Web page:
Weight and Resistance Training - One body part at a time or all at once?
07-02-2008, 02:10 PM
Question - when doing a weight routine - say upper body - does it make any difference if you do this:
12 reps w/12.5 lbs
10 reps w/15 lbs.
8 reps w/15 lbs.
THEN move onto the next body part vs. this:
12 reps w/12.5 lbs
12 reps w/12.5 lbs
12 reps w/12.5 lbs. (then back 12 reps/12.5 wts and chest 12 reps/12.5 wts)
THEN repeat the whole sequence using fewer reps but heavier weights?
Is there a difference in doing one vs. the other or are they pretty much both the same? Thanks. (sorry if this is a stupid question. :))
07-02-2008, 02:58 PM
If you do alternating sets instead of straight sets, you should be able to lift heavier in the subsequent sets as each body part will have a longer period to recover.
In you example, if you do straight sets of biceps with 60 seconds between rest, you biceps will have 60 seconds of recovery between sets. If you do alternating sets with the same 60 seconds after each set, you will have 4 minutes rest before your second sets of biceps. 60 seconds after your set of biceps, 60 after the tricep set, and 60 after the shoulders, plus the 30 seconds each for the set of triceps and shoulders. More recovery time means you should be able to lift even heavier on each subsequent set than you would if you were to do straight sets.
07-02-2008, 03:03 PM
What she said. :)
A lot of trainers recommend alternating sets for just that reason. You can get a more intense workout because of the increased rest time for the various muscle groups between sets.
But why would you stick to the same weight for each muscle group? pick a weight that is appropriate. If you can use 12.5 pounds for triceps (assuming you are doing one arm at a time) you should be able to use a lot heavier weights for biceps and some shoulder exercises.
07-02-2008, 08:40 PM
Oh yeah, I totally missed the same weight thing. You shouldn't be using the same weight for everything. You should pick a weight that allows you to just barely complete your last set. And that will be a different weight for each type of exercise.
07-03-2008, 11:05 AM
If you can use 12.5 pounds for triceps (assuming you are doing one arm at a time) you should be able to use a lot heavier weights for biceps and some shoulder exercises.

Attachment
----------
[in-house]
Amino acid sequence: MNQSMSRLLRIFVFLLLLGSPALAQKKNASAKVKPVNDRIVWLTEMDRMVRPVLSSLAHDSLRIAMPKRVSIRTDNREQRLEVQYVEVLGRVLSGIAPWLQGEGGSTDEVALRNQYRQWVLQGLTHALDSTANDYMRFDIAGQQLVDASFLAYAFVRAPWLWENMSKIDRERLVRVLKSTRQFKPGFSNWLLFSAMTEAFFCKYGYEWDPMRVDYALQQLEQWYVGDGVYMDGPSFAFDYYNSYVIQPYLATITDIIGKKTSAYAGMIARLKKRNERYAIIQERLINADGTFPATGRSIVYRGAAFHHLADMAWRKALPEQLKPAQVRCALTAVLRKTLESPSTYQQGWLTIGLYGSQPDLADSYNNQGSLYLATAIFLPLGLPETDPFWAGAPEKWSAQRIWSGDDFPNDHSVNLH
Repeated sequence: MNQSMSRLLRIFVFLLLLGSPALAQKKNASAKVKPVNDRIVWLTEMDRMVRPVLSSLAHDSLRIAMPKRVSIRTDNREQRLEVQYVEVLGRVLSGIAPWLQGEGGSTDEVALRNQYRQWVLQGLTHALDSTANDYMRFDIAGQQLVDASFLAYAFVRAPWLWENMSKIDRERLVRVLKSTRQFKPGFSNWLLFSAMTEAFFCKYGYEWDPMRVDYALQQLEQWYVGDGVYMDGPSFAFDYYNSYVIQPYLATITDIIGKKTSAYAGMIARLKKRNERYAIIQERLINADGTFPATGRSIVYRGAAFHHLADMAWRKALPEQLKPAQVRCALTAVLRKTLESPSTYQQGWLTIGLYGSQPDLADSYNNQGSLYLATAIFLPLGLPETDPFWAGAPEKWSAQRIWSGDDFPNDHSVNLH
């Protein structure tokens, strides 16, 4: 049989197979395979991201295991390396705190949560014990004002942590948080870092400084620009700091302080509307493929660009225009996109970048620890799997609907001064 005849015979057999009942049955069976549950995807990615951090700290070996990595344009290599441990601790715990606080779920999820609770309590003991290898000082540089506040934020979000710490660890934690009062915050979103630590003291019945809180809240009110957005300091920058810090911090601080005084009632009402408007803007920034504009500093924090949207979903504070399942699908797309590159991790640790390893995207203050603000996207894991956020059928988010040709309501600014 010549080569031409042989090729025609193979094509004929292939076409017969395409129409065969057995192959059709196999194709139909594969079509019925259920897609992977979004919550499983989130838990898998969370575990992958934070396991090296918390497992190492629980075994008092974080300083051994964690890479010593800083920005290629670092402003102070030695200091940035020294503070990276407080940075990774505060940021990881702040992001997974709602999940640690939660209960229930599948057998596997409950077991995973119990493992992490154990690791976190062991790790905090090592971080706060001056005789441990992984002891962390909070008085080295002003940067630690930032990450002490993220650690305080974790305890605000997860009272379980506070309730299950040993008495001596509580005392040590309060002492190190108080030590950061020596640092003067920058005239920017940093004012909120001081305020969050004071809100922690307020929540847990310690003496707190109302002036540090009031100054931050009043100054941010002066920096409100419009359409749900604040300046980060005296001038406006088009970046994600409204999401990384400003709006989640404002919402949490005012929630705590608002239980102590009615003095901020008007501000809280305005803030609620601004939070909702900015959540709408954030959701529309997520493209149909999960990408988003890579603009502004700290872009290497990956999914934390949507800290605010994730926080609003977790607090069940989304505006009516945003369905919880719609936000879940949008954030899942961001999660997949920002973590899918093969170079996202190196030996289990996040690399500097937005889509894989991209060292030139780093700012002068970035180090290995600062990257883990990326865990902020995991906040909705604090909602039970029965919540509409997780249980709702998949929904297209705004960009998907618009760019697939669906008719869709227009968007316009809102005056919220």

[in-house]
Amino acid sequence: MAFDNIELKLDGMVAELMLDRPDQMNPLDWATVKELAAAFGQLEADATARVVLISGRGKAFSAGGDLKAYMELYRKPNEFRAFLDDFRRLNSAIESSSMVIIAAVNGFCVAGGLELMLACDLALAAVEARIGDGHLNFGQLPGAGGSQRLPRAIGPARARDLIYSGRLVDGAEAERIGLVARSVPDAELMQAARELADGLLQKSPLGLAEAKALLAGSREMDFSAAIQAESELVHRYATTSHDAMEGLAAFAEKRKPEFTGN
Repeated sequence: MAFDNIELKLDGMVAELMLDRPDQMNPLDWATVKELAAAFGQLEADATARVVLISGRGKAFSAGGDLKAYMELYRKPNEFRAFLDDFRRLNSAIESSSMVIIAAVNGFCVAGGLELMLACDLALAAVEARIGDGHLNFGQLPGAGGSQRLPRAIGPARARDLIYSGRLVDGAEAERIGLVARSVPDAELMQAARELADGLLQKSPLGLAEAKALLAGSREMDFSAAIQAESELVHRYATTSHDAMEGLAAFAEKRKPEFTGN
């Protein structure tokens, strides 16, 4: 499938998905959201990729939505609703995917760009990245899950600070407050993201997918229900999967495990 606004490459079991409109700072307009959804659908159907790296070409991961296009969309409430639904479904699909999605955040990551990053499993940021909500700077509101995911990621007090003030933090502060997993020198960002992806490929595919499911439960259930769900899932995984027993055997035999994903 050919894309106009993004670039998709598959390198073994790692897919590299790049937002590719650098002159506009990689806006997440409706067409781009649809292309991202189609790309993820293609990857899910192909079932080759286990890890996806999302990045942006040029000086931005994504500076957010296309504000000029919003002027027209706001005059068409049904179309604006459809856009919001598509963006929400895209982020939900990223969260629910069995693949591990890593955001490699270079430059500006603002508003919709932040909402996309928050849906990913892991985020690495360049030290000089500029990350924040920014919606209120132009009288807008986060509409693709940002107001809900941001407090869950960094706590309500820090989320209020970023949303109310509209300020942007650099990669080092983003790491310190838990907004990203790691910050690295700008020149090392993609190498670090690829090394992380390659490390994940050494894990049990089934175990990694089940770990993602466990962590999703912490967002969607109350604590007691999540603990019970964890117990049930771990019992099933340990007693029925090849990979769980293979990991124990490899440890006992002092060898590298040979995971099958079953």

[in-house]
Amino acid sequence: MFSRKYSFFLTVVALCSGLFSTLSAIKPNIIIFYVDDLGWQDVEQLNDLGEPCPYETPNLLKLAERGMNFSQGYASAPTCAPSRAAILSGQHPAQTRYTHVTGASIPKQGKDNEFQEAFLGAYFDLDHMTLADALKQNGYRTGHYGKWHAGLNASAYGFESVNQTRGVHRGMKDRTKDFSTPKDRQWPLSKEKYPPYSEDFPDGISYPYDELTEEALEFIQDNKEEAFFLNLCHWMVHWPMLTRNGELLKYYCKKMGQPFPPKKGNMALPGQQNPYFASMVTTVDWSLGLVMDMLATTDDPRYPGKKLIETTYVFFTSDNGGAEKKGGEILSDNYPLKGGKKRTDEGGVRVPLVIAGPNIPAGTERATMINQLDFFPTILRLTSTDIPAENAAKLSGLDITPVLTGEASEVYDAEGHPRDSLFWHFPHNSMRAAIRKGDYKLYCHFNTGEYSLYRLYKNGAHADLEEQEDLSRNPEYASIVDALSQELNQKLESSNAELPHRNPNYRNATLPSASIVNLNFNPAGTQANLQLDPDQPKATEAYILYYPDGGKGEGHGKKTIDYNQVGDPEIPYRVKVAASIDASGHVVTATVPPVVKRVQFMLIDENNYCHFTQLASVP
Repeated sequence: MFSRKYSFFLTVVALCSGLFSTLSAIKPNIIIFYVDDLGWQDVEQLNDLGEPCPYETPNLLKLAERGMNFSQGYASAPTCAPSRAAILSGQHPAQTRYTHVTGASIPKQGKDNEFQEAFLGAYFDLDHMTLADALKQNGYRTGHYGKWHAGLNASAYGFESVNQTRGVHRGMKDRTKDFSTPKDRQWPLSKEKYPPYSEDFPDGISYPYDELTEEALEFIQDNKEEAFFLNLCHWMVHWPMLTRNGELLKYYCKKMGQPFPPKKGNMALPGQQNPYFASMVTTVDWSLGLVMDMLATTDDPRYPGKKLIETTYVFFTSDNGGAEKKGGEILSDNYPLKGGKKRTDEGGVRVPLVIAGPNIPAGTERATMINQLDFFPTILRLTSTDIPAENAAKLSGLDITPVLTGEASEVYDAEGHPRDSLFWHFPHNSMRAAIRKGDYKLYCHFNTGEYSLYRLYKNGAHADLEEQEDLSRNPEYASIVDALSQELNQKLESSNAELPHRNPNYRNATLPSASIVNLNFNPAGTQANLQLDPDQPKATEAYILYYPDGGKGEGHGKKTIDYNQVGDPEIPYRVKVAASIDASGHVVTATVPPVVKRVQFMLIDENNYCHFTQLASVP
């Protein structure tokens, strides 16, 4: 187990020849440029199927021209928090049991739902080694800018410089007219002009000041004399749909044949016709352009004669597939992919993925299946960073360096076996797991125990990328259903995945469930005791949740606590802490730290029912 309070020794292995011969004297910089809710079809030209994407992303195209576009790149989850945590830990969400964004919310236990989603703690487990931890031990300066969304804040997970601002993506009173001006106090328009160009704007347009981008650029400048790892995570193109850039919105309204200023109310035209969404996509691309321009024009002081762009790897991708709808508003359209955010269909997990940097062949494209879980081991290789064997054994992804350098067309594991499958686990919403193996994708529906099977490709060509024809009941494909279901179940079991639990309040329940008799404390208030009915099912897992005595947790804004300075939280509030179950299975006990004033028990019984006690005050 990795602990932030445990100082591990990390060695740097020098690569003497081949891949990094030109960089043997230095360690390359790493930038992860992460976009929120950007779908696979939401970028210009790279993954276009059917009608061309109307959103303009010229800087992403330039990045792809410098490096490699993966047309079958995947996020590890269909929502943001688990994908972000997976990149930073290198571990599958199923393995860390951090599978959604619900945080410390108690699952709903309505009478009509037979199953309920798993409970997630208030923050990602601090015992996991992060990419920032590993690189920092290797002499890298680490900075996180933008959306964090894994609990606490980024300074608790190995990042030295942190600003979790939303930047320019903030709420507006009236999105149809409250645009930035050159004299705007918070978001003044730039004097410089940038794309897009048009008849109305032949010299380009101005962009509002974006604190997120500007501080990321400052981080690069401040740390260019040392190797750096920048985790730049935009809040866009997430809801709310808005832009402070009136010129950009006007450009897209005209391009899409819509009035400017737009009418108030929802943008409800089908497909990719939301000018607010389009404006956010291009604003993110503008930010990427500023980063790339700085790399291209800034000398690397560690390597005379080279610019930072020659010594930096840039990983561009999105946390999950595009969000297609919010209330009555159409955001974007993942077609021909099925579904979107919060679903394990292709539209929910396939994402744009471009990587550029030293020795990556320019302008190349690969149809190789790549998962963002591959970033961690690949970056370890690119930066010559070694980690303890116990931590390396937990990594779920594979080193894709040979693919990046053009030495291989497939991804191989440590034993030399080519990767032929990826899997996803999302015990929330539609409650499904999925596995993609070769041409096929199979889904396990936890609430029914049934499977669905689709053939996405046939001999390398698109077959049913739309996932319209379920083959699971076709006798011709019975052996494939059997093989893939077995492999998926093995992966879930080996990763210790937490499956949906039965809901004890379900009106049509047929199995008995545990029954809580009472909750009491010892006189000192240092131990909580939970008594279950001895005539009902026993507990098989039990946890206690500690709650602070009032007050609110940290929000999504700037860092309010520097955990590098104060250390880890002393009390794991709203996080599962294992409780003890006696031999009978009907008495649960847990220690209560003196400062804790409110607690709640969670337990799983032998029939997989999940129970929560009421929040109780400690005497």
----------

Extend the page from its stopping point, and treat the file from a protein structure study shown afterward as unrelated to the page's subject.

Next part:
Just not quite there yet. :) I can use 12.5 lbs. for the first set then only 15 lbs. for the second & third sets (for biceps and shoulders) and am definetely feeling it and struggling some by the end of the reps. Eventually I'll get to heavier wts. if I persist, right? Thanks for all the info. Hadn't really thought about the longer rest interval / being able to lift a heavier wt. Will try this on my next w/out.
07-05-2008, 04:15 PM
I do your first scenario, probably bc it makes it easier for me to keep up with the weights amount I'm using. I would probably have to write it all down otherwise, which I do have, but I could see myself having to make checkmarks. As it is already, I sometimes forget if something was my 2nd or 3rd set if I get interrupted. Yeah, I'm sad like that. Maybe I should shake things up next week! ;)
07-05-2008, 09:17 PM
But why would you stick to the same weight for each muscle group? pick a weight that is appropriate. If you can use 12.5 pounds for triceps (assuming you are doing one arm at a time) you should be able to use a lot heavier weights for biceps and some shoulder exercises
I think what Mel is trying to say is that very few people use the same weight for each exercise. You will advance at different rates for each exercise. For instance, you'll take longer to be able to lift more on shoulder exercises than biceps. Your aim is to have the last rep be almost too much, but not too much. You should just be able to finish it - with good form. When you feel that you could do more reps at a particular weight, then it's time to move up a bit.
I usually do one or alternate two groups of exericise at a time. Like Fran, I tend to forget which set I'm on.... :)
Thanks, Pat :) That's exactly what I meant. Sometimes I just type too fast and leave out the though process.